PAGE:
This article is from the Miniatures Painting FAQ, by Brenda Klein firstname.lastname@example.org with numerous contributions by others.
Inks are just that, semi-transparent tones that can be used to add
colour and shading to a miniature. If you wish to go beyond the
range of paints, you might wish to try working with them.
Unless using for outlining, inks should always be thinned
slightly for glazing and rather a lot for washing. A milk-like
consistency is best for washing (or even thinner, since you can
always wash again if more is needed) and about 50-50 ink and water
is best for glazing.
If you do not get the specially formulated for miniatures inks
(the only brand known to the author is Citadel, and they're very
good), then the best information available comes from Wade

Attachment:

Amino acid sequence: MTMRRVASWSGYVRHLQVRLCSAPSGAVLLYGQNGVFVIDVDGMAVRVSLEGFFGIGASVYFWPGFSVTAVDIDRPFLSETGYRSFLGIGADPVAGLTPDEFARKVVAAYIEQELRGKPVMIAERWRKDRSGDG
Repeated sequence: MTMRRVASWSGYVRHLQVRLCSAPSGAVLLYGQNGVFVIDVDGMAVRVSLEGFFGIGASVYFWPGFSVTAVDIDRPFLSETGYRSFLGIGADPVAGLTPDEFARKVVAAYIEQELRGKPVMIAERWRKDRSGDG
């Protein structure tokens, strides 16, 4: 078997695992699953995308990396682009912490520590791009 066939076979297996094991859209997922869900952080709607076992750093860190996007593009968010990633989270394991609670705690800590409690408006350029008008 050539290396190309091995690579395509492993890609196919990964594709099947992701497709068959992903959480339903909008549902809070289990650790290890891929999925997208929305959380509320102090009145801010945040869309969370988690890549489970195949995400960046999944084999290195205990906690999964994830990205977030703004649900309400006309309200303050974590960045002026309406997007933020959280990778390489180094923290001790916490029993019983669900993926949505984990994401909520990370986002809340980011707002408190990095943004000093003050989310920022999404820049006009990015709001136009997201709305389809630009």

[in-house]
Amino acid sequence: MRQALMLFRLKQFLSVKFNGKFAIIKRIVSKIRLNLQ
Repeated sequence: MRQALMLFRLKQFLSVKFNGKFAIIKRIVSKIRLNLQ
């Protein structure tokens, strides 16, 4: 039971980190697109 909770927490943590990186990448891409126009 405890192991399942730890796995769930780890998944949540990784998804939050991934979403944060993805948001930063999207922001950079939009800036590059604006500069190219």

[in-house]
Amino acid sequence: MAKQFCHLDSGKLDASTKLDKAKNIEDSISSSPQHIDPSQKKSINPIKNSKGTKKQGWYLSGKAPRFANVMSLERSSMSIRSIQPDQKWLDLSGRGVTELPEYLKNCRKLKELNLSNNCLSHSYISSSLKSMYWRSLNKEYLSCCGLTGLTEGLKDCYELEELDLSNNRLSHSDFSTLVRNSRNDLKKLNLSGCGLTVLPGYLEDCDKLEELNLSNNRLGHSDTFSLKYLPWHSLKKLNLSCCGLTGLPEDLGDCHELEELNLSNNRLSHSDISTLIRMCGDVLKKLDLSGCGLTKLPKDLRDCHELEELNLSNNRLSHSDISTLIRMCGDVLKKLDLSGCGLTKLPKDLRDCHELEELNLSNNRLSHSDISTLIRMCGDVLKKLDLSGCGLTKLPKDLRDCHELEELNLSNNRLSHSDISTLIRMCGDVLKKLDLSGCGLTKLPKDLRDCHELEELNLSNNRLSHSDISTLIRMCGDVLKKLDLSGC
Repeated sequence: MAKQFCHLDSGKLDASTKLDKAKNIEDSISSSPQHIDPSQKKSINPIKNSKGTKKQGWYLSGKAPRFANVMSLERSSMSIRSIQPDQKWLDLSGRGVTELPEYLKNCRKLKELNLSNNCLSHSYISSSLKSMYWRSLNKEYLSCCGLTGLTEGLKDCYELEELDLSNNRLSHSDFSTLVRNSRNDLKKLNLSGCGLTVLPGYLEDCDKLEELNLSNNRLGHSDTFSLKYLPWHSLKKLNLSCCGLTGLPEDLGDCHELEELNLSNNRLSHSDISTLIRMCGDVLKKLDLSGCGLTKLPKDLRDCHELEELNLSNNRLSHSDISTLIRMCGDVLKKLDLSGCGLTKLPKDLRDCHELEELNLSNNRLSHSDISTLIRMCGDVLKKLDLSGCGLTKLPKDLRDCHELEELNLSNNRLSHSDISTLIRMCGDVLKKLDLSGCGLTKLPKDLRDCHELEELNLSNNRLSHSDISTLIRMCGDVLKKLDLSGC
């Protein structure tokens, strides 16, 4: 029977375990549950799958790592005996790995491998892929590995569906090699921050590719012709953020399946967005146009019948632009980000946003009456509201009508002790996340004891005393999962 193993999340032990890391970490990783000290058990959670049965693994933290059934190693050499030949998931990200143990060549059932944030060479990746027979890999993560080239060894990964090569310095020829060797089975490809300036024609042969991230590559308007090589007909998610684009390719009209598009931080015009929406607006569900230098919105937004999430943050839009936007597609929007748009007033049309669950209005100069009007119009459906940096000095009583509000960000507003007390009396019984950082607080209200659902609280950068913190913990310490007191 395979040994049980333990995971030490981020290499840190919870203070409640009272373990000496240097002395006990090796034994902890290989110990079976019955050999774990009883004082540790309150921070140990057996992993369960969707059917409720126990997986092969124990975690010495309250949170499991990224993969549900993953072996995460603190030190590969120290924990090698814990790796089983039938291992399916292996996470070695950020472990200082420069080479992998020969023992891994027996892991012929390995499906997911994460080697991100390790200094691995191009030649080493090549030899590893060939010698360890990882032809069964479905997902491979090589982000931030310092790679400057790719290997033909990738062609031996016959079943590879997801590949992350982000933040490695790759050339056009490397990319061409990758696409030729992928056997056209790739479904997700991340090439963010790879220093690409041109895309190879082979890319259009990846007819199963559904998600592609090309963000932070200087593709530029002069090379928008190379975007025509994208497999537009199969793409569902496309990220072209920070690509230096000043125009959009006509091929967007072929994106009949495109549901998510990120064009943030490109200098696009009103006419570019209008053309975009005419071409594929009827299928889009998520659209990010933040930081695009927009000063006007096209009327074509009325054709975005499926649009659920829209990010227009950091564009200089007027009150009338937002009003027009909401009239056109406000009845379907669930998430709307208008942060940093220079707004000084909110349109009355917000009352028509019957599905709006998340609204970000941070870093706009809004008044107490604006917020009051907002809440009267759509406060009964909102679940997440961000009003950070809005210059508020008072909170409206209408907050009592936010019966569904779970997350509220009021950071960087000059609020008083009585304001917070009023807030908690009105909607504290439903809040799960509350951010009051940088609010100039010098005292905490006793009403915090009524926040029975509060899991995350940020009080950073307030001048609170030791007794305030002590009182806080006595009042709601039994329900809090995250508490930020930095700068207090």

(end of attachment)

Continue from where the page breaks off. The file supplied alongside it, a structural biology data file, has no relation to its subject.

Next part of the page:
Hutchison (email@example.com), as posted to rec.games.
miniatures and is edited and used here without permission:
"A tip about Inks. If you go to the art supply store to buy
your inks, be sure and get "pigmented" inks, not transparent
ones. Pigmented inks, especially brown, work much better for
a wash than the transparent ones. Red and blue don't seem to
matter as much. For shading white, there is a really good ink
color called "Payne's Grey" whick is a kind of blue-grey. It
does a much better job than black when washing white or very
light tans and greys."
Recommended also have been Windsor & Newton inks.
Inks are best used as washes, for outlining, and as glazes.
When washing with inks on a matt surface (or on any other,
actually), a gentle blowing of air from the top to the bottom
of the miniature helps keep the ink from drying back up into the
raised areas. The author usually blows lightly until the wash
stops looking slick-wet.
% Glazing is done with inks. In this technique, a slightly darker
tone than the base is thinned and then brushed over the entire
surface and allowed to dry. Glazing brings out a richness of
colour not possible with paint alone. Glazing should be done
after highlighting and shading and tends to bring up detail of